President Trump delivers remarks at Smithsonian National Museum of African American History & Culture on February 21 in Washington, DC. ( Kevin Dietsch - Pool/Getty Images)
By Ese Olumhense
Trump’s response to anti-Semitism called ‘a pathetic asterisk of condescension’
President Donald Trump drew stinging criticism Tuesday for his belated response to the recent spike in anti-Semitic vandalism and threats against Jewish communities across the country.
At a visit to the National Museum of African American History and Culture early Tuesday, the president, who last week described himself as “the least anti-Semitic person,” described the wash of threats and crimes against Jewish communities as “horrible.”
“It's gonna stop and it has to stop,” Trump told NBC News — an answer Jewish leaders said was not only overdue, but out of step with the actions of his administration.
“The President’s sudden acknowledgement is a Band-Aid on the cancer of Antisemitism that has infected his own Administration,” said Steven Goldstein, executive director of the Anne Frank Center for Mutual Respect, in a statement. “His statement today is a pathetic asterisk of condescension after weeks in which he and his staff have committed grotesque acts and omissions reflecting Antisemitism, yet day after day have refused to apologize and correct the record.”
Trump’s response came hours after a Tuesday-morning tweet from Hillary Clinton, his Democratic rival in the November election, urging the president to address the attacks.
“ threats, cemetery desecration, and online attacks are so troubling and they need to be stopped,” Clinton said. “Everyone must speak out, starting with .
Seventy bomb threats in 27 states: anti-Semitic hate crimes on the rise
Groups such as the Anne Frank Center say that Trump’s response on Tuesday did little to reassure Jewish communities that he would substantively deal with anti-Semitism, especially given that, as Goldstein said, the administration’s attitude toward anti-Semitism “is the worst we have seen from any Administration” — a reference to the White House’s refusal to mention Jews in its Holocaust Remembrance Day statements late last month, and its subsequent defensiveness to criticism of the omission from Jewish leaders and anti-discrimination groups.
Almost 70 bomb threats were reportedly called in to Jewish community centers in 27 states over the last month, prompting evacuations and rattling communities. Over the long President’s Day weekend, almost 200 headstones were vandalized at a Jewish cemetery in University City, Missouri.
White House Press Secretary Sean Spicer, when asked Tuesday about the Anne Frank Center’s statement, said that Trump has been “unbelievably forceful” in denouncing discrimination in the past, but that “no matter how many times talks about this, it's never good enough."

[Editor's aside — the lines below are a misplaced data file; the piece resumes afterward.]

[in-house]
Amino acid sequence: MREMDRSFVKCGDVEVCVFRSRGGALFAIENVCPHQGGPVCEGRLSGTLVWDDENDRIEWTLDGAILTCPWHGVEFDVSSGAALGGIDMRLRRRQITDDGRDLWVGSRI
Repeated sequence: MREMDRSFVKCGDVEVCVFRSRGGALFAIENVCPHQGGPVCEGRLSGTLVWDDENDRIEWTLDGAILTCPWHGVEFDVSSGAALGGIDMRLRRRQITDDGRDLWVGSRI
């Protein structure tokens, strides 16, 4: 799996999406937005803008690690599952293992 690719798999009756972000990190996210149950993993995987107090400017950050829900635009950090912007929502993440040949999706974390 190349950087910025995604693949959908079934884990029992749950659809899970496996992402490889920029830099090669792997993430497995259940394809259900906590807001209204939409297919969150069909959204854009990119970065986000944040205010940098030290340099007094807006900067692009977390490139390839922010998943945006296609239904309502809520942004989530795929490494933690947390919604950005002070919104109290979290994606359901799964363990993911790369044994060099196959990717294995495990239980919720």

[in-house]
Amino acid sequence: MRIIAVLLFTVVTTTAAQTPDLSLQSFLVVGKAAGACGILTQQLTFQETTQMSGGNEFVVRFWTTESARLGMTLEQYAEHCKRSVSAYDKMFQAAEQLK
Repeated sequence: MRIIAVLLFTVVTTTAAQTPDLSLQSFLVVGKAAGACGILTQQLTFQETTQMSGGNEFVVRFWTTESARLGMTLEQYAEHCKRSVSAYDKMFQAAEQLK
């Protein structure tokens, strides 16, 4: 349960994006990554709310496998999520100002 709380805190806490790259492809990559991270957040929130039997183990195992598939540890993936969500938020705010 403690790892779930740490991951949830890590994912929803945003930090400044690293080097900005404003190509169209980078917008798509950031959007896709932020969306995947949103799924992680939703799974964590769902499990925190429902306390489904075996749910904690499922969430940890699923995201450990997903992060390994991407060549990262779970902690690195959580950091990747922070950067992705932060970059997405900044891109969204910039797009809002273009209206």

"I wish that had praised the President for his leadership in this area," Spicer added.
Trump was asked about the rise of anti-Semitic hate crimes (and what he would do to curb them) twice last week by two reporters during press conferences at the White House.
He did not issue a denouncement either time and, in the second, hotly criticized exchange, called the question “insulting” before brusquely telling the reporter, an Orthodox Jew, to sit down.
The road ahead, but with no roadmap
Trump’s remarks on anti-Semitic threats must be followed by a comprehensive plan detailing the steps he will take to combat rising anti-Semitism, many Jewish groups have charged.
“To combat a problem you first have to define it, and the definition of this particular problem is anti-Semitism, pure and simple. Then you need a robust plan of action,” American Jewish Committee CEO David Harris said in an e-mailed statement. “Let's hope it will be forthcoming — and soon.”
No such plan has come out of the White House yet, but Trump’s statements came the same day as reports claiming that he is slated to narrow the focus of the Obama’s Countering Violent Extremism program to target only extremist Islamist groups — a notable pivot from the existing program, which works to deter domestic attacks stemming from any violent ideology through community partnerships and tolerance campaigns. In the past, grants from the program have helped rehabilitate former Neo-Nazis.
It is not immediately known how a shift away from the broader focus would impact law enforcement efforts around anti-Semitic hate crimes, and the White House is yet to confirm or deny the report’s details.
However, it’s not hard to imagine that Trump, who ran on a campaign that focused on eradicating “radical Islamic terror,” would recast the program to meet those more specific goals.
A step like that could be a mistake, though, according to data compiled by the Anti-Defamation League. White supremacists, the group says, are “by far the most violent” of any extremist movements in the U.S., committing about 83 percent of the extremist-related murders in the country in the past 10 years.